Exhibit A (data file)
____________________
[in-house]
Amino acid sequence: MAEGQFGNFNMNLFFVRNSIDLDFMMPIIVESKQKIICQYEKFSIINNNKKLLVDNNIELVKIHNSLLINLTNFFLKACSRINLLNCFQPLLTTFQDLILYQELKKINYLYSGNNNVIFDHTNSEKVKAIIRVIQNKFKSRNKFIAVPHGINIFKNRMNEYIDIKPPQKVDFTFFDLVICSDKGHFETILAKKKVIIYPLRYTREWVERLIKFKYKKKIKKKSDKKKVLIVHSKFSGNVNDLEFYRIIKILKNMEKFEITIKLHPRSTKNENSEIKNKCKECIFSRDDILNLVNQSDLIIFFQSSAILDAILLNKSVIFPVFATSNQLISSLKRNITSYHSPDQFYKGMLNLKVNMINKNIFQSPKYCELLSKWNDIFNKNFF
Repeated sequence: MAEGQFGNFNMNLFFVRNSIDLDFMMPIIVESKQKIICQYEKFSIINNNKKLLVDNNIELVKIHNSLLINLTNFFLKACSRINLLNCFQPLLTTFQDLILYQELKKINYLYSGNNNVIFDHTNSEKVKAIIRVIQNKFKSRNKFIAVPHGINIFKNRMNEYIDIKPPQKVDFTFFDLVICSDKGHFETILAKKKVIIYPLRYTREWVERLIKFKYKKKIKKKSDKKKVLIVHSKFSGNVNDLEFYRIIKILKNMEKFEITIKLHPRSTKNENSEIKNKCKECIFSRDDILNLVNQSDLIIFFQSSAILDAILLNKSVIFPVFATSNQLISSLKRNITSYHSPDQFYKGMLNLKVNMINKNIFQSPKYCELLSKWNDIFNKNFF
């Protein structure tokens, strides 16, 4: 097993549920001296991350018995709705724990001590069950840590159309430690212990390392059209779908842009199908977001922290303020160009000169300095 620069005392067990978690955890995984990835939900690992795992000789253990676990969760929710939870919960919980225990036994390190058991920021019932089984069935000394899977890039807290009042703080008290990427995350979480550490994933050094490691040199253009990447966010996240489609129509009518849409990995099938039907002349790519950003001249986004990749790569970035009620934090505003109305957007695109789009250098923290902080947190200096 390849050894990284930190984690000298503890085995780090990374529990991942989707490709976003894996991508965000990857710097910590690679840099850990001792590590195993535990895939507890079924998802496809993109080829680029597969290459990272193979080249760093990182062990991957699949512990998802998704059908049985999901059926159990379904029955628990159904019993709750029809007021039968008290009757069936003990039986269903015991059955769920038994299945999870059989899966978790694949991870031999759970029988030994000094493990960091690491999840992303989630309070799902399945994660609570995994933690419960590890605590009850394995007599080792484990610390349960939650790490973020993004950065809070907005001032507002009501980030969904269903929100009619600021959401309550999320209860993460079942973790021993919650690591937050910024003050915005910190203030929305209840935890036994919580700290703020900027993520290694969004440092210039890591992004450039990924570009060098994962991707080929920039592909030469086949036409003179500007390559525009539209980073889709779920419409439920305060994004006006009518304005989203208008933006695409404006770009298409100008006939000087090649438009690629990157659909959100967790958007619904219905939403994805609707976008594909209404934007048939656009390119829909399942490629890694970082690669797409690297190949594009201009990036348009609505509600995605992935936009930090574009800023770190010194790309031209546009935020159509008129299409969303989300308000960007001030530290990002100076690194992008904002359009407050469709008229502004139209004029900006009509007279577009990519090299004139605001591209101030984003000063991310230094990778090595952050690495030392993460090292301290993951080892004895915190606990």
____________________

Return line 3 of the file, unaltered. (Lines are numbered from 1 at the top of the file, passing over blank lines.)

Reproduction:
Repeated sequence: MAEGQFGNFNMNLFFVRNSIDLDFMMPIIVESKQKIICQYEKFSIINNNKKLLVDNNIELVKIHNSLLINLTNFFLKACSRINLLNCFQPLLTTFQDLILYQELKKINYLYSGNNNVIFDHTNSEKVKAIIRVIQNKFKSRNKFIAVPHGINIFKNRMNEYIDIKPPQKVDFTFFDLVICSDKGHFETILAKKKVIIYPLRYTREWVERLIKFKYKKKIKKKSDKKKVLIVHSKFSGNVNDLEFYRIIKILKNMEKFEITIKLHPRSTKNENSEIKNKCKECIFSRDDILNLVNQSDLIIFFQSSAILDAILLNKSVIFPVFATSNQLISSLKRNITSYHSPDQFYKGMLNLKVNMINKNIFQSPKYCELLSKWNDIFNKNFF